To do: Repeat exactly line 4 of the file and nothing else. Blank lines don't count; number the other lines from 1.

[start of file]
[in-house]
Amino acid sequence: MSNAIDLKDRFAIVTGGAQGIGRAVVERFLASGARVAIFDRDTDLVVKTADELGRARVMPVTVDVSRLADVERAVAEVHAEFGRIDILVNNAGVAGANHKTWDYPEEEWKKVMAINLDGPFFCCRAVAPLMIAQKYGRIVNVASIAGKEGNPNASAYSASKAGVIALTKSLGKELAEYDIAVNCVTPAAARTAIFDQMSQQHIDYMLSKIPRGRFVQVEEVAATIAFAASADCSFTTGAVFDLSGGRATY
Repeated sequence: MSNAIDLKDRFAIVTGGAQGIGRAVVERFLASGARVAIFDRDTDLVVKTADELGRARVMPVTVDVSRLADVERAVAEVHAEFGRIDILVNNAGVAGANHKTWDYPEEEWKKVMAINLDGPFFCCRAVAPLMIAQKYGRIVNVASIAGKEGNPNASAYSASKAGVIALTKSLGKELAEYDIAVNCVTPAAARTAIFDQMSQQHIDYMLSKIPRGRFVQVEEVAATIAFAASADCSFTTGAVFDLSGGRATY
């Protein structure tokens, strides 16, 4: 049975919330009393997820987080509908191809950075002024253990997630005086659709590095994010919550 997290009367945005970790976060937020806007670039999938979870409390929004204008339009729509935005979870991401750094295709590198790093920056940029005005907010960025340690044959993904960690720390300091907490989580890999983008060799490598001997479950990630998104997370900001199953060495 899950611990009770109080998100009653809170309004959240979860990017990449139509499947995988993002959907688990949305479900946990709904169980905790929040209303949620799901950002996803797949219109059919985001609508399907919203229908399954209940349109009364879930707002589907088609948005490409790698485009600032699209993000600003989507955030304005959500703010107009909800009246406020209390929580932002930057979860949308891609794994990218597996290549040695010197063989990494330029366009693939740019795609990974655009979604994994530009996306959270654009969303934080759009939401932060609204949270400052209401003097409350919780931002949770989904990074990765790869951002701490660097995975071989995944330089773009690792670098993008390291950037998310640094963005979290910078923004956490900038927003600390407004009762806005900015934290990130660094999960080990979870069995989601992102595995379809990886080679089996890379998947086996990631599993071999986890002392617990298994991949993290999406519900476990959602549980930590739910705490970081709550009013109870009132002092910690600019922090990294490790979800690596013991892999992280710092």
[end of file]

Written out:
């Protein structure tokens, strides 16, 4: 049975919330009393997820987080509908191809950075002024253990997630005086659709590095994010919550 997290009367945005970790976060937020806007670039999938979870409390929004204008339009729509935005979870991401750094295709590198790093920056940029005005907010960025340690044959993904960690720390300091907490989580890999983008060799490598001997479950990630998104997370900001199953060495 899950611990009770109080998100009653809170309004959240979860990017990449139509499947995988993002959907688990949305479900946990709904169980905790929040209303949620799901950002996803797949219109059919985001609508399907919203229908399954209940349109009364879930707002589907088609948005490409790698485009600032699209993000600003989507955030304005959500703010107009909800009246406020209390929580932002930057979860949308891609794994990218597996290549040695010197063989990494330029366009693939740019795609990974655009979604994994530009996306959270654009969303934080759009939401932060609204949270400052209401003097409350919780931002949770989904990074990765790869951002701490660097995975071989995944330089773009690792670098993008390291950037998310640094963005979290910078923004956490900038927003600390407004009762806005900015934290990130660094999960080990979870069995989601992102595995379809990886080679089996890379998947086996990631599993071999986890002392617990298994991949993290999406519900476990959602549980930590739910705490970081709550009013109870009132002092910690600019922090990294490790979800690596013991892999992280710092």